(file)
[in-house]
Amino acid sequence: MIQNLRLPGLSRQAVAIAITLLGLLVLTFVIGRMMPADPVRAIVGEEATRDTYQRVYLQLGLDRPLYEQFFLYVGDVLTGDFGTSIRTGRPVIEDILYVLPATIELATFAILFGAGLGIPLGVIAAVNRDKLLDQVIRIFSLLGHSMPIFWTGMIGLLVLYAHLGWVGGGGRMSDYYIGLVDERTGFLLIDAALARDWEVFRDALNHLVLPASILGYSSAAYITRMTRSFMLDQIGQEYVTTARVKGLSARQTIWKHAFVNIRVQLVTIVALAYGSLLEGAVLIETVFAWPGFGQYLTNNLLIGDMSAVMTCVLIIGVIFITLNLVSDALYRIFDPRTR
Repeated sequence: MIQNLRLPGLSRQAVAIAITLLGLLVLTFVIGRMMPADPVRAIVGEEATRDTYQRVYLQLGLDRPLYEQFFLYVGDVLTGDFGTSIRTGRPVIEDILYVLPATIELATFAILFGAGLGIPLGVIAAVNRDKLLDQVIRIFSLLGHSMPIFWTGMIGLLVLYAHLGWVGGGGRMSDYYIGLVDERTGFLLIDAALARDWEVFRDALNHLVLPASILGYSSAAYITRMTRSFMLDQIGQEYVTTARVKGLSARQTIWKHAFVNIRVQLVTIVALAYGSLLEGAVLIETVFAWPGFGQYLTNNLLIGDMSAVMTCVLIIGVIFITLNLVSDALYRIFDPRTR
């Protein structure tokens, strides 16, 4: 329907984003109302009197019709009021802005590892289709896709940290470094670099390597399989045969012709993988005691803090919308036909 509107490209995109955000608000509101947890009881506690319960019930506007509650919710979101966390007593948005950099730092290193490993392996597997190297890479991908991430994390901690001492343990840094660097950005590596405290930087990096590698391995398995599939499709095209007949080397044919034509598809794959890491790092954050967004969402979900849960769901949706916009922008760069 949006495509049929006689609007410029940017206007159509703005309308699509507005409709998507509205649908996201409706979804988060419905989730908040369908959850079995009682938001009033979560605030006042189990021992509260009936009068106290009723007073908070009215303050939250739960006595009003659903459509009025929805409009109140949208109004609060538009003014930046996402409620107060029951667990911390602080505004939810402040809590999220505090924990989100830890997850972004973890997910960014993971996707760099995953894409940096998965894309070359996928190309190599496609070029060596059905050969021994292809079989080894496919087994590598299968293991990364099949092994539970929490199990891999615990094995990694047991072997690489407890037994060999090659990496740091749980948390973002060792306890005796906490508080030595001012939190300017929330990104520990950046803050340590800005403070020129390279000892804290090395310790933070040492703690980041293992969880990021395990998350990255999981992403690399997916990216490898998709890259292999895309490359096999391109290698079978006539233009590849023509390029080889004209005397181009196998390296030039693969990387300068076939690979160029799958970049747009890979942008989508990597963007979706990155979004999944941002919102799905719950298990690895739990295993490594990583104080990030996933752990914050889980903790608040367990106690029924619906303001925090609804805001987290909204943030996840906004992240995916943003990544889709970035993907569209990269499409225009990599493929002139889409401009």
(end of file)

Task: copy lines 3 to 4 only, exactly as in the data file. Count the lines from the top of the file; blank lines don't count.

Repeated sequence: MIQNLRLPGLSRQAVAIAITLLGLLVLTFVIGRMMPADPVRAIVGEEATRDTYQRVYLQLGLDRPLYEQFFLYVGDVLTGDFGTSIRTGRPVIEDILYVLPATIELATFAILFGAGLGIPLGVIAAVNRDKLLDQVIRIFSLLGHSMPIFWTGMIGLLVLYAHLGWVGGGGRMSDYYIGLVDERTGFLLIDAALARDWEVFRDALNHLVLPASILGYSSAAYITRMTRSFMLDQIGQEYVTTARVKGLSARQTIWKHAFVNIRVQLVTIVALAYGSLLEGAVLIETVFAWPGFGQYLTNNLLIGDMSAVMTCVLIIGVIFITLNLVSDALYRIFDPRTR
């Protein structure tokens, strides 16, 4: 329907984003109302009197019709009021802005590892289709896709940290470094670099390597399989045969012709993988005691803090919308036909 509107490209995109955000608000509101947890009881506690319960019930506007509650919710979101966390007593948005950099730092290193490993392996597997190297890479991908991430994390901690001492343990840094660097950005590596405290930087990096590698391995398995599939499709095209007949080397044919034509598809794959890491790092954050967004969402979900849960769901949706916009922008760069 949006495509049929006689609007410029940017206007159509703005309308699509507005409709998507509205649908996201409706979804988060419905989730908040369908959850079995009682938001009033979560605030006042189990021992509260009936009068106290009723007073908070009215303050939250739960006595009003659903459509009025929805409009109140949208109004609060538009003014930046996402409620107060029951667990911390602080505004939810402040809590999220505090924990989100830890997850972004973890997910960014993971996707760099995953894409940096998965894309070359996928190309190599496609070029060596059905050969021994292809079989080894496919087994590598299968293991990364099949092994539970929490199990891999615990094995990694047991072997690489407890037994060999090659990496740091749980948390973002060792306890005796906490508080030595001012939190300017929330990104520990950046803050340590800005403070020129390279000892804290090395310790933070040492703690980041293992969880990021395990998350990255999981992403690399997916990216490898998709890259292999895309490359096999391109290698079978006539233009590849023509390029080889004209005397181009196998390296030039693969990387300068076939690979160029799958970049747009890979942008989508990597963007979706990155979004999944941002919102799905719950298990690895739990295993490594990583104080990030996933752990914050889980903790608040367990106690029924619906303001925090609804805001987290909204943030996840906004992240995916943003990544889709970035993907569209990269499409225009990599493929002139889409401009």